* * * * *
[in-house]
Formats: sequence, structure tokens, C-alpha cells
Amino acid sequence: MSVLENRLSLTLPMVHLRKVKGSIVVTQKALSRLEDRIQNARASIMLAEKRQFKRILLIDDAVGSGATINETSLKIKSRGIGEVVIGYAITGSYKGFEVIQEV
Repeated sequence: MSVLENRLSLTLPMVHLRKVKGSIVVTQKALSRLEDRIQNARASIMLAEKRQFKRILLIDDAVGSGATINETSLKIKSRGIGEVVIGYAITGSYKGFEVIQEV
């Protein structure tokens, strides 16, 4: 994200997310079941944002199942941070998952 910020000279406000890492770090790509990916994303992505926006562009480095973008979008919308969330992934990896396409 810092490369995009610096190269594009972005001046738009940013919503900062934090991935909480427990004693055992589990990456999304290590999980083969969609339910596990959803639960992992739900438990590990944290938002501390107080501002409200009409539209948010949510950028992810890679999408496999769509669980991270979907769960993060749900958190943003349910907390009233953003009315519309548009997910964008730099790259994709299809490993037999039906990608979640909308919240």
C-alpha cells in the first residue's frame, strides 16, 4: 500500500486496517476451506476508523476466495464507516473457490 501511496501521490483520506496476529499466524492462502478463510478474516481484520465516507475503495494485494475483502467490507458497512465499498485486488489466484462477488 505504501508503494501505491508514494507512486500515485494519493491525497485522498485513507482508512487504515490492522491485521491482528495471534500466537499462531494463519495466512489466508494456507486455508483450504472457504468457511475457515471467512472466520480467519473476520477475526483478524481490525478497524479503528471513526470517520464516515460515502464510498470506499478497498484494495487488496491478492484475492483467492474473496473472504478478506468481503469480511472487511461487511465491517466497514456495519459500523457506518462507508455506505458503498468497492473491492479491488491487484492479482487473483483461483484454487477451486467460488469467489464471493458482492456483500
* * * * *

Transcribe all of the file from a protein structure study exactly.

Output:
[in-house]
Formats: sequence, structure tokens, C-alpha cells
Amino acid sequence: MSVLENRLSLTLPMVHLRKVKGSIVVTQKALSRLEDRIQNARASIMLAEKRQFKRILLIDDAVGSGATINETSLKIKSRGIGEVVIGYAITGSYKGFEVIQEV
Repeated sequence: MSVLENRLSLTLPMVHLRKVKGSIVVTQKALSRLEDRIQNARASIMLAEKRQFKRILLIDDAVGSGATINETSLKIKSRGIGEVVIGYAITGSYKGFEVIQEV
């Protein structure tokens, strides 16, 4: 994200997310079941944002199942941070998952 910020000279406000890492770090790509990916994303992505926006562009480095973008979008919308969330992934990896396409 810092490369995009610096190269594009972005001046738009940013919503900062934090991935909480427990004693055992589990990456999304290590999980083969969609339910596990959803639960992992739900438990590990944290938002501390107080501002409200009409539209948010949510950028992810890679999408496999769509669980991270979907769960993060749900958190943003349910907390009233953003009315519309548009997910964008730099790259994709299809490993037999039906990608979640909308919240």
C-alpha cells in the first residue's frame, strides 16, 4: 500500500486496517476451506476508523476466495464507516473457490 501511496501521490483520506496476529499466524492462502478463510478474516481484520465516507475503495494485494475483502467490507458497512465499498485486488489466484462477488 505504501508503494501505491508514494507512486500515485494519493491525497485522498485513507482508512487504515490492522491485521491482528495471534500466537499462531494463519495466512489466508494456507486455508483450504472457504468457511475457515471467512472466520480467519473476520477475526483478524481490525478497524479503528471513526470517520464516515460515502464510498470506499478497498484494495487488496491478492484475492483467492474473496473472504478478506468481503469480511472487511461487511465491517466497514456495519459500523457506518462507508455506505458503498468497492473491492479491488491487484492479482487473483483461483484454487477451486467460488469467489464471493458482492456483500